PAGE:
Bushwick is another Brooklyn neighborhood with Dutch roots. It was originallycalled Boswijck, which means little town in the woods. How quaint. It has since lost any resemblance of a green place. With an Industrial skeleton, it tugged my heartstrings and made me miss Detroit. It is not without its history either. During the blackout of 1977, Bushwick was one of the neighborhoods most decimated by looting and arson. In the last decade, with Williamsburg’s dwellers being priced out, gentrification is on the rise. But that doesn’t have to be a bad thing.
The moment my friends and I step into Bushwick I wonder, why hadn’t I come here before? It is filled with mom and pop shops. There is a thriving artistic community that is fast becoming an artistic collision. Even a vacant lot leaves room for a little artistic expression with strange urban scarecrows.
On the corner of Morgan Avenue and Ingraham Street is a tattoo shop, Body Art and Soul. When I walk in my eye is immediately drawn to a wall of hand painted skateboard decks and Stormtrooper heads. A fellow from the Bronx named Carlos immediately greets me. How is Brooklyn different from the Bronx, I wonder? “Everyone’s a bit more chill in Brooklyn,” he says with subtle laugh. When asked what he loves about Bushwick, he replies, “It’s a place where you can go and have a date… Walk out a day.” The wall of skateboards, I learn, is an artistic collaboration called Ink on Deck, an exhibition that showcased artwork on skateboards. “Tattoos and skateboards go hand in hand,” Carlos offers.
Sadly, I leave the tattoo shop without a tattoo. My friends’ quest for a Bloody Mary takes us to the 983 Bushwick’s Living Room. Eli brings us a round of Bloody Marys’. It feels like the Cheers of Bushwick, “where everybody knows your name”. It is a room full of love, not unlike someone’s living room.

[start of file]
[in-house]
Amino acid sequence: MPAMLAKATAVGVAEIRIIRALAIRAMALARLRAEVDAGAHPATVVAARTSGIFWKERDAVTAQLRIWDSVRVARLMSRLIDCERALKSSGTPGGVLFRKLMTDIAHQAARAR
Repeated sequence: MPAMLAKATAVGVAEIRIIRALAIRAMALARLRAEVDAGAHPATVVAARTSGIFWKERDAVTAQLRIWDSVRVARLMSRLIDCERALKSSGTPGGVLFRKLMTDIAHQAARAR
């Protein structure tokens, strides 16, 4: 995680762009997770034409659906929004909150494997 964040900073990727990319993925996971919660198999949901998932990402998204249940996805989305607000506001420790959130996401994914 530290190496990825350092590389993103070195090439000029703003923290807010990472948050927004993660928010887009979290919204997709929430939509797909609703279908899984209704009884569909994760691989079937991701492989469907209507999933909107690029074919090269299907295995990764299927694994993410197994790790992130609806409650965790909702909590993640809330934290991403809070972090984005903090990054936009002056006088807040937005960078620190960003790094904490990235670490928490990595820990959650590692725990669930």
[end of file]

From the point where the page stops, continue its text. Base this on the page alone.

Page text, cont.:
Complete with a round of shots between the hosts and a few regulars. I eat my Dragon Bowl (brown rice with a menagerie of grilled vegetables topped with tahini dressing), smiling the whole time at the constantly revolving interactions. In the midst of a stark and industrial landscape, it gives off the warmth of a cozy house on a tree-lined block. For a moment, I forget where I am.
I watch my friends dance through an open fire hydrant and wash away the humidity of one of the summer’s hottest days. They carry on down the road while I stumble into a used bookstore on Flushing Avenue called Human Relations. A diminutive space crammed full of books. I find the treasure of a small copy of The Call of The Wild by Jack London published in the fifties, one of my all-time favorite stories.
We end our day with a pop of color at the Cotton Candy Machine, a retro boutique and gallery. They are in good company with the dense artist community that has blossomed in Bushwick. Owner Sean Leonard offers that the neighborhood is an “exciting environment to be in.” And he is right.
©dm hall (www.darleenhall.com). Photos courtesy of Katya Hall (www.katyahall.com)